We will continue to review the most effective ways of applying minimum adult and child checks to household projections as part of our future research.

Final household headship rates

The Stage 2 household headship rates presented in the detailed data for modelling and analysis are calculated at the end of the Stage 2 processing, once all constraining and adjustments have been applied.

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8. Sensitivity analysis and variant household projections

This section contains similar analysis to that included in Section 4 (pages 24 to 25) of the Household Projections 2014-based: Methodological Report (PDF, 781.7KB). Sensitivity analysis and variant household projections are provided to help users assess the uncertainty and variation in household projections.

Sensitivity analysis

To help users, we have carried out sensitivity analysis to help distinguish the effects of the changes made to the 2016-based household projections methodology from the effects of the move from using 2014-based subnational population projections (SNPPs) to 2016-based SNPPs. Two tests were carried out.

In test one, the 2014-based SNPPs and unrevised mid-year population estimates (MYEs) were input through the 2016-based household projections methods, instead of the 2016-based SNPPs and revised MYEs.

In test two, the 2014-based Stage 2 age-only household headship rates were applied to the 2016-based SNPPs to isolate the effects of the methodological changes to the household formation rates on the resulting projection.

This analysis was run at local authority level to help users understand the impact of the changes to the MYEs, SNPPs and household formation on the 2016-based household projections. The results of the sensitivity analysis for local authorities are available in tables 429a and 429b, with detailed data for modelling and analytical purposes available for both the principal projection and sensitivity analysis.

Variant household projections

Variant national population projections (NPPs) are based on alternative assumptions about future fertility, mortality and migration for England. These illustrate what the population of England would look like if one or more assumptions are varied, and provide an indication of uncertainty.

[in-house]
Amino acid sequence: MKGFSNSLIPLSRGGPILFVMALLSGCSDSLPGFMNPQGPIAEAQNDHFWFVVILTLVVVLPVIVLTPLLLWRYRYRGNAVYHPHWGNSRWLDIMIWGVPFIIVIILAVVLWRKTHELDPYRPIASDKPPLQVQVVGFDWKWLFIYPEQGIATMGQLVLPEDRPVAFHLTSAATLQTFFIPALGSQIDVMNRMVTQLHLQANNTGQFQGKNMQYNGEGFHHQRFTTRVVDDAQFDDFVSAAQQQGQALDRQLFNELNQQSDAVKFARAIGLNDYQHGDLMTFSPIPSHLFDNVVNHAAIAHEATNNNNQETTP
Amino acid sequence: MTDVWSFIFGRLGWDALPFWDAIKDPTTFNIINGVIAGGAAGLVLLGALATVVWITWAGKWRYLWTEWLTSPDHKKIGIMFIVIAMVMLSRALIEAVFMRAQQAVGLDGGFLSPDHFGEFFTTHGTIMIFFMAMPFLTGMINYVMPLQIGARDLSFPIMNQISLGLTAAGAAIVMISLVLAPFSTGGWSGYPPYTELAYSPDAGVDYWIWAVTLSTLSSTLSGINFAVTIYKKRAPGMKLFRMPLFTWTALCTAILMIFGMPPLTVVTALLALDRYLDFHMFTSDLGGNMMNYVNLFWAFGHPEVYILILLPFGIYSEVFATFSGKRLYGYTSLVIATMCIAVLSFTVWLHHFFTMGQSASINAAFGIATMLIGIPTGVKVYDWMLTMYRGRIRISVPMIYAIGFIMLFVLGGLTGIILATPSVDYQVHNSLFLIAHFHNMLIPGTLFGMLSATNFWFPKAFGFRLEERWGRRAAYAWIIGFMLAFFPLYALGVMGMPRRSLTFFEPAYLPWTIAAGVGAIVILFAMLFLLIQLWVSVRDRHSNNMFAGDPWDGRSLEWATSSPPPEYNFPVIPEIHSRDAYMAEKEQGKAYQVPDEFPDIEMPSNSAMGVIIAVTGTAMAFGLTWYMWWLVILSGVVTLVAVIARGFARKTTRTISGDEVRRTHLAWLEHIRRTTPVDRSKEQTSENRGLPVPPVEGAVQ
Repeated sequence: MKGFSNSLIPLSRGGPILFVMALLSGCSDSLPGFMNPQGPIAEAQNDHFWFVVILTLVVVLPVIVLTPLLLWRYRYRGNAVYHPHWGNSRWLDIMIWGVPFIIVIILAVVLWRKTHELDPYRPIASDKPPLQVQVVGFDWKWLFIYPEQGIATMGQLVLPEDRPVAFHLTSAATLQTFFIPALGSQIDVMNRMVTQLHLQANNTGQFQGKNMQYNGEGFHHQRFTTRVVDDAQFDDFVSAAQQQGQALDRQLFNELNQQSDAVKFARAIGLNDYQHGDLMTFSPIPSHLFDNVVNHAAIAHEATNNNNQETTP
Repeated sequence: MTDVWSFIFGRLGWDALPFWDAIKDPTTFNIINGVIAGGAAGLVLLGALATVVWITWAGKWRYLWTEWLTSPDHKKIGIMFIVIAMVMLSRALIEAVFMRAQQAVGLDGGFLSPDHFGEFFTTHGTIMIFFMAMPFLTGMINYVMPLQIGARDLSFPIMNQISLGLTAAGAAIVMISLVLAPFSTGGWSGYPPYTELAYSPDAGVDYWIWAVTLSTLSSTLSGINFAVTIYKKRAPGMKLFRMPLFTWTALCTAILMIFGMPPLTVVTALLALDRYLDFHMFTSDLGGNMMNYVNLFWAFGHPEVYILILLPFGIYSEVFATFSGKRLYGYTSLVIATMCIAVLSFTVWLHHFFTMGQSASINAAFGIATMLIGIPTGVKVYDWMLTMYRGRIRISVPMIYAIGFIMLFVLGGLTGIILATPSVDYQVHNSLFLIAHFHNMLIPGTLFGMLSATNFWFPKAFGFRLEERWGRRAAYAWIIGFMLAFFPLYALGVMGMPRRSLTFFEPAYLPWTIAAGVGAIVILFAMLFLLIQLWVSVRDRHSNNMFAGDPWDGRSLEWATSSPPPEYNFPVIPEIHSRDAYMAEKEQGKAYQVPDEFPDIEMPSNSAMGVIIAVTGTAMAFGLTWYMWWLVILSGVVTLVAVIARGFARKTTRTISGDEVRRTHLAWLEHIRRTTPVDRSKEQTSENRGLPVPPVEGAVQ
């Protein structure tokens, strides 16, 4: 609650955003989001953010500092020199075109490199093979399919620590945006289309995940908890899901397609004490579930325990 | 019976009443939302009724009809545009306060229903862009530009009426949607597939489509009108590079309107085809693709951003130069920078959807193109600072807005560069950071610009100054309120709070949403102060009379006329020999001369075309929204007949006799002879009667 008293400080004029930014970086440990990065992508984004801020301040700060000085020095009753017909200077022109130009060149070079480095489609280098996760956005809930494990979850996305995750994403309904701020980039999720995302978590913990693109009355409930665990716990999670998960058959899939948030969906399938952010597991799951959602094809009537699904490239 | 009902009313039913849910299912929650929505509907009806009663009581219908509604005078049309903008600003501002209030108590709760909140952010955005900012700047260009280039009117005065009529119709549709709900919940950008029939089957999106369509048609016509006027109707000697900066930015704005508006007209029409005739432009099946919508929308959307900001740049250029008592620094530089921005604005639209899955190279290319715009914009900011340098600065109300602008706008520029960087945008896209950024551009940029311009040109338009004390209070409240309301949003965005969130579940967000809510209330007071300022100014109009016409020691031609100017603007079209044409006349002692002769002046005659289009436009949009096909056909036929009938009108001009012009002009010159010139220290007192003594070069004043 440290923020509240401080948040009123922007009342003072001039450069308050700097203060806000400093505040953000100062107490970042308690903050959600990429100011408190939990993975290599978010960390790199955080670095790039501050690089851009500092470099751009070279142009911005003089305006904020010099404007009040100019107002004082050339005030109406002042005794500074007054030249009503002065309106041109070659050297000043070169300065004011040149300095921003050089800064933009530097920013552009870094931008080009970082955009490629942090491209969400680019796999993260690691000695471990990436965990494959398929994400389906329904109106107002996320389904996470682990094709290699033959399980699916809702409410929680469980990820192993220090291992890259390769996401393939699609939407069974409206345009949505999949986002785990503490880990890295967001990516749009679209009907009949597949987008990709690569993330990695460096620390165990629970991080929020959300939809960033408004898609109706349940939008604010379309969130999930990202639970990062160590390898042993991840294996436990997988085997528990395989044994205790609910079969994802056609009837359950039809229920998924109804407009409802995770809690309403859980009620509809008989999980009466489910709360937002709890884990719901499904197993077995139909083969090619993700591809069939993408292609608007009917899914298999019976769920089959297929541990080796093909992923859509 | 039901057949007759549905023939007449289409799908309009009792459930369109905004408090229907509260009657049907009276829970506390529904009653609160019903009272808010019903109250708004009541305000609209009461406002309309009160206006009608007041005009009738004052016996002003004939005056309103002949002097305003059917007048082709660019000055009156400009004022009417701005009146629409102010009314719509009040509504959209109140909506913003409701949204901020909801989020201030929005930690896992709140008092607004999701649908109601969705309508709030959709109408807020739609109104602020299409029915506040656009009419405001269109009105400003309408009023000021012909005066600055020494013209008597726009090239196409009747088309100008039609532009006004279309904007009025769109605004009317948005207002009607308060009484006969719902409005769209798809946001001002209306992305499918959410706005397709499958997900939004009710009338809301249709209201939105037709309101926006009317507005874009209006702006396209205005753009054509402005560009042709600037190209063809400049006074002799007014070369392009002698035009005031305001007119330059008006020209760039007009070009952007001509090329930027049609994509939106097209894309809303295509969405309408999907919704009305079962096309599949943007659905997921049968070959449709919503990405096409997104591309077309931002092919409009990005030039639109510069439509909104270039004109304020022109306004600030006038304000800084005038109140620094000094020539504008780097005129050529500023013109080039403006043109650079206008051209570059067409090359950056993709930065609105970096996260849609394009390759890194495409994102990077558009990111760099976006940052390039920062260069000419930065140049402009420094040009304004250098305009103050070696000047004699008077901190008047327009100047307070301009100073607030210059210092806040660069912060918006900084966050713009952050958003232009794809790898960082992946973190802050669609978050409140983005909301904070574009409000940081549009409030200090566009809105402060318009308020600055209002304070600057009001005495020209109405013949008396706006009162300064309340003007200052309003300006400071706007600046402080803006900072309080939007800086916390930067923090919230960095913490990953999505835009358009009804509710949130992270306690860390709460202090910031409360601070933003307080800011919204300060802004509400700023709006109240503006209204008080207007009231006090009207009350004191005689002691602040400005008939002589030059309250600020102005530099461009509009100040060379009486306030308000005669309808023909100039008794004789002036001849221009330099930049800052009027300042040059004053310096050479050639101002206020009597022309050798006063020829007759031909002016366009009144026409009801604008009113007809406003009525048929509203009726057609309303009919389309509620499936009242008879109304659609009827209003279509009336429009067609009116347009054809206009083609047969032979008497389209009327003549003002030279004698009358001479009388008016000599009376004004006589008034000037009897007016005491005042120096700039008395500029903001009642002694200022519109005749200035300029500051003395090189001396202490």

Variant NPPs are produced for England at the national level and can be input into the household projections system to produce household projection variants alongside the principal household projection. Applying the communal establishment assumptions and household representative rates from the household projections to the variant NPPs gives a broad indication of the sensitivity of the household projections to demographic assumptions at national level.

Five variant projections have been run:

  • low life expectancy

  • high fertility

  • high migration

  • low migration

  • zero migration

Figure 12 shows that the high migration variant projects 31,000 additional households per year, while the low migration variant reduces the principal projection by the same amount per year. The low life expectancy and high fertility assumptions have less impact on the household projections than the variant migration assumptions.

Impact of migration – zero migration variant

The zero migration variant allows us to illustrate the proportion of household growth in the principal household projection that can be attributed to migration. The zero migration variant NPP for England shows the projected change in population that would occur as a result of natural change only. Therefore, the migration referred to in the “zero migration” variant includes both international migration (moves between England and other countries) and cross-border migration within the UK (moves between England and Wales, Scotland and Northern Ireland).

Figure 13 shows that the zero migration variant assumptions have a larger impact on the projected number of households compared with the other variants, resulting in 58,000 fewer households per year than the principal projection. This suggests that 37% of the annual average change in the number of households from 2016 to 2041 can be attributed to migration and that 63% can be attributed to natural change (the difference between the number of births and number of deaths).

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9. Assumptions and properties of the household projections methodology

Household projections show the number of households there would be in England in the future if a set of assumptions about the size and structure of the population and that population’s patterns of household formation were realised in practice.

As with any set of projections, the household projections are subject to error if any of the components used to produce them – usual resident population, household population, or household representative rate – contain error. One of the main reasons why a component of the household projections might be subject to error is because the assumptions made in their production do not play out in practice.

The assumptions used in household projections are based on past demographic trends. However, demographic behaviour is inherently uncertain, so projections become increasingly uncertain the further they are carried forward1. This is particularly the case for smaller geographical areas and detailed age, sex and household type breakdowns.

Assumptions made in the production of household projections for England

  • The mid-year population estimates (MYEs) and subnational population projections (SNPPs) are an accurate reflection of the past and projected size and structure of the usual resident population of England by age and sex.

  • The size of the communal establishment (CE) population aged 0 to 74 years by sex for 2001 to 2010 will be the same as it was in the 2001 Census.